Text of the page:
Challenges in Kenya’s healthcare systems

Crescent Tech Limited held a breakfast meeting at Parkinn Hotel in Westlands on 22nd November 2018, to discuss key challenges facing the healthcare facilities in Kenya. Some of the key issues highlighted were: Limited access to health care facilities, lack of adequate personnel and expertise to address the medical needs, poor Infrastructure where most facilities do not have the proper facilities to handle the medical challenges, ironically the facilities that are highly equipped with specialized equipment do not have effective processes and personnel in place to execute the tasks, access to medical records and Healthcare Financing.

The breakfast meeting was organized by Crescent Tech Limited and Napier Healthcare who partnered so as to address these issues of access to healthcare services and also to offer solutions that will provide a seamless access to records and efficient delivery of services to even the most rural area in the country.

Representatives from various Healthcare organizations gathered to strategize on addressing the challenges in the Kenyan health facilities

For a healthcare facility to deliver quality healthcare, it should be well equipped with the right equipment and tools, quality medications, should be accredited, should have qualified and experienced staffs. In Kenya, the healthcare sector is facing some setbacks in: supply chain, the facilities are understaffed, healthcare financing and innovations & technology. Once this set backs are looked into, the delivery of quality healthcare will go a notch higher.

In his opening statement, Dr. Percy narrated a direct experience of how the above mentioned challenges impacted and eventually led to the loss of their C.E.O, the late Mr. Kennedy Mbwaya, who was in urgent need of medical attention while in Eldoret for a business meeting. Thereafter, the ambulances services arrived late, and it was a challenge identifying a center that could perform an endoscopy. When that was established, an appointment was required to be made so as to access the services of a specialist. This whole process greatly affected the speed at which his life could have been saved.

According to Dr. Amit N. Thakker, Chairman Kenya Healthcare Federation, the new constitution that brought forth the two arms of government, National and devolved governments gave capital to projects aimed towards the BIG 4 agenda, healthcare being one of them, through the Constituency Development Fund(CDF).Under financing of the health sector, our government has reduced its funding and this has posed as a challenge in the health sector. Over 80% of the country’s population is dependent on this funding for their healthcare needs. A very small percentage of Kenyans have access to private insurance and can afford to pay for their own healthcare expenses. This is less than 20% of the Kenyan population.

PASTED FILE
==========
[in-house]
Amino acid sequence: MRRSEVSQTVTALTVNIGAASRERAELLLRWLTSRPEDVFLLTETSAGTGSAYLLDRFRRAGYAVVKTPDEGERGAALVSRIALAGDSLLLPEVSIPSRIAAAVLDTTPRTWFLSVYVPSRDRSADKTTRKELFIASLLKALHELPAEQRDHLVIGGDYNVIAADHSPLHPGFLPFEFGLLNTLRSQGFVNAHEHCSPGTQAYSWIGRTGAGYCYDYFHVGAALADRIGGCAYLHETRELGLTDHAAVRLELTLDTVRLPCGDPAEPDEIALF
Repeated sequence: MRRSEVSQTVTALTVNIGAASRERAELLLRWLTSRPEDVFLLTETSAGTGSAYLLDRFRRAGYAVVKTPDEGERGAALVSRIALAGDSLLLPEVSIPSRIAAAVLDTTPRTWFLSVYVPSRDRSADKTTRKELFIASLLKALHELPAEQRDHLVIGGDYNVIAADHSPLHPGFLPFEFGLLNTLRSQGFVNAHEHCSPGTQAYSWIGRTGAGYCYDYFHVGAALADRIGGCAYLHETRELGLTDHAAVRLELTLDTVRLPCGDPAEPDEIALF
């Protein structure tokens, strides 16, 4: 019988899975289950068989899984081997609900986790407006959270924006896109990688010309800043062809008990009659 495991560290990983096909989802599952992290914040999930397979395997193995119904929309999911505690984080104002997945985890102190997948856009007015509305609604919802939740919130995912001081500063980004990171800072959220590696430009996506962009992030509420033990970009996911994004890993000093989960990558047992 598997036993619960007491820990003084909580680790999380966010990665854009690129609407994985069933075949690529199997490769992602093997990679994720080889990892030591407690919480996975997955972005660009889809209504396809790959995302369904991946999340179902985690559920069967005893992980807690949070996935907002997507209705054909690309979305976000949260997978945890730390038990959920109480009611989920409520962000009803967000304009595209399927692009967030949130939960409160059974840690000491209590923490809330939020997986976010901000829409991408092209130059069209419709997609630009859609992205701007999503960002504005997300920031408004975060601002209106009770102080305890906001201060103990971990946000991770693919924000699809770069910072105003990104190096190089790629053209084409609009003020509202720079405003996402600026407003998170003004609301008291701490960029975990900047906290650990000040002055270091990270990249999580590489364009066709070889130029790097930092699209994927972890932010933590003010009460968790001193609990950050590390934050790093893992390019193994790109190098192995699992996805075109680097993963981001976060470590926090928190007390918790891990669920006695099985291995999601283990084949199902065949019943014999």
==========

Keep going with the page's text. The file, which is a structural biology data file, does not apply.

“Kenya has undergone quite some positive disruptive changes in governance and through the devolution of some services from the national government to the county government. As expected, this transition has encountered its challenges. In as much as we consider our country as having highly skilled specialized staff, we still do not have available workers to provide for healthcare services to the larger population. The people who mostly need these services, still have challenges accessing the services of specialized health workers to assist them. There is an urgent need to address this human resource and staffing issue through a proper policy in place that will boost the public health sector.” Dr. Amit N. Thakker, Chairman Kenya Healthcare Federation.

Recommendations towards solving the challenges as discussed in the meeting were: The general challenge of leadership and governance has trickled down to the health care sector. Allocation of resources has been hampered by poor governance and the lack of accountability in the use of the resources allocated to the healthcare sector therefore, the Government should accelerate discussions and implementation of public-private partnership initiatives for creation of sustainable models for healthcare financing to achieve Universal Health Coverage.

“Since Africa is emerging as an economic hub, it is notable that there is a great need to embrace technology in the key sectors like health care. Napier healthcare comes in handy with relevant solutions for the healthcare sector as it has technology that was designed by a team of doctors based in Singapore. Singapore is a proper case study for Kenya as both countries were colonies of Britain and in 1979 both economies were at par.  Bloomberg ranked Singapore’s healthcare system the most efficient in the world in 2014. The Economist Intelligence Unit placed Singapore second out of 166 countries for health-care outcomes.” Enrico Lim, Regional Alliance Director, Napier Healthcare.

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